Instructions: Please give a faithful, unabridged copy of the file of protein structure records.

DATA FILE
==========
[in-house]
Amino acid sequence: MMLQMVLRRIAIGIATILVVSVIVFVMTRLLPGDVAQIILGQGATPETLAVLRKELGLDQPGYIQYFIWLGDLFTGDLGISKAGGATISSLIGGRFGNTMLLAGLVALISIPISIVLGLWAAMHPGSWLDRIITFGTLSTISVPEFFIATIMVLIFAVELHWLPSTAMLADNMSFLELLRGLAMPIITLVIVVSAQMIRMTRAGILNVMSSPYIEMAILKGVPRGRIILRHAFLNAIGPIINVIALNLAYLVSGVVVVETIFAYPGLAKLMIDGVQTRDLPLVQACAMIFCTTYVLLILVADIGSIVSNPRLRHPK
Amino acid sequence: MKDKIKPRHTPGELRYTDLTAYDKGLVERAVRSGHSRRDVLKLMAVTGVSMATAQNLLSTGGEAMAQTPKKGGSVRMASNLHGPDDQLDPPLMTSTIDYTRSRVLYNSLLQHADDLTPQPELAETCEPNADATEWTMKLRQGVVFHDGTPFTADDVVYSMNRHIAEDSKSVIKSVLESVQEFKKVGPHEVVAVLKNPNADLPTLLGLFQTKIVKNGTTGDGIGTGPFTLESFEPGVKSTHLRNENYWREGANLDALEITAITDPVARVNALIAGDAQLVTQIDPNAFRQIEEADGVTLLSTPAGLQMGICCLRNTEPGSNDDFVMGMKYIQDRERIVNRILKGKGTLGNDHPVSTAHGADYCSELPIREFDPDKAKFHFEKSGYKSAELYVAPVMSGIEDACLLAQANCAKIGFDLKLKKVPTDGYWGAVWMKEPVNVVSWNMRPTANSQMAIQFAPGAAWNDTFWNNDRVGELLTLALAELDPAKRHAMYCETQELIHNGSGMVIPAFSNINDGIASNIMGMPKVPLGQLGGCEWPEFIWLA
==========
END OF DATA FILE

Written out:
[in-house]
Amino acid sequence: MMLQMVLRRIAIGIATILVVSVIVFVMTRLLPGDVAQIILGQGATPETLAVLRKELGLDQPGYIQYFIWLGDLFTGDLGISKAGGATISSLIGGRFGNTMLLAGLVALISIPISIVLGLWAAMHPGSWLDRIITFGTLSTISVPEFFIATIMVLIFAVELHWLPSTAMLADNMSFLELLRGLAMPIITLVIVVSAQMIRMTRAGILNVMSSPYIEMAILKGVPRGRIILRHAFLNAIGPIINVIALNLAYLVSGVVVVETIFAYPGLAKLMIDGVQTRDLPLVQACAMIFCTTYVLLILVADIGSIVSNPRLRHPK
Amino acid sequence: MKDKIKPRHTPGELRYTDLTAYDKGLVERAVRSGHSRRDVLKLMAVTGVSMATAQNLLSTGGEAMAQTPKKGGSVRMASNLHGPDDQLDPPLMTSTIDYTRSRVLYNSLLQHADDLTPQPELAETCEPNADATEWTMKLRQGVVFHDGTPFTADDVVYSMNRHIAEDSKSVIKSVLESVQEFKKVGPHEVVAVLKNPNADLPTLLGLFQTKIVKNGTTGDGIGTGPFTLESFEPGVKSTHLRNENYWREGANLDALEITAITDPVARVNALIAGDAQLVTQIDPNAFRQIEEADGVTLLSTPAGLQMGICCLRNTEPGSNDDFVMGMKYIQDRERIVNRILKGKGTLGNDHPVSTAHGADYCSELPIREFDPDKAKFHFEKSGYKSAELYVAPVMSGIEDACLLAQANCAKIGFDLKLKKVPTDGYWGAVWMKEPVNVVSWNMRPTANSQMAIQFAPGAAWNDTFWNNDRVGELLTLALAELDPAKRHAMYCETQELIHNGSGMVIPAFSNINDGIASNIMGMPKVPLGQLGGCEWPEFIWLA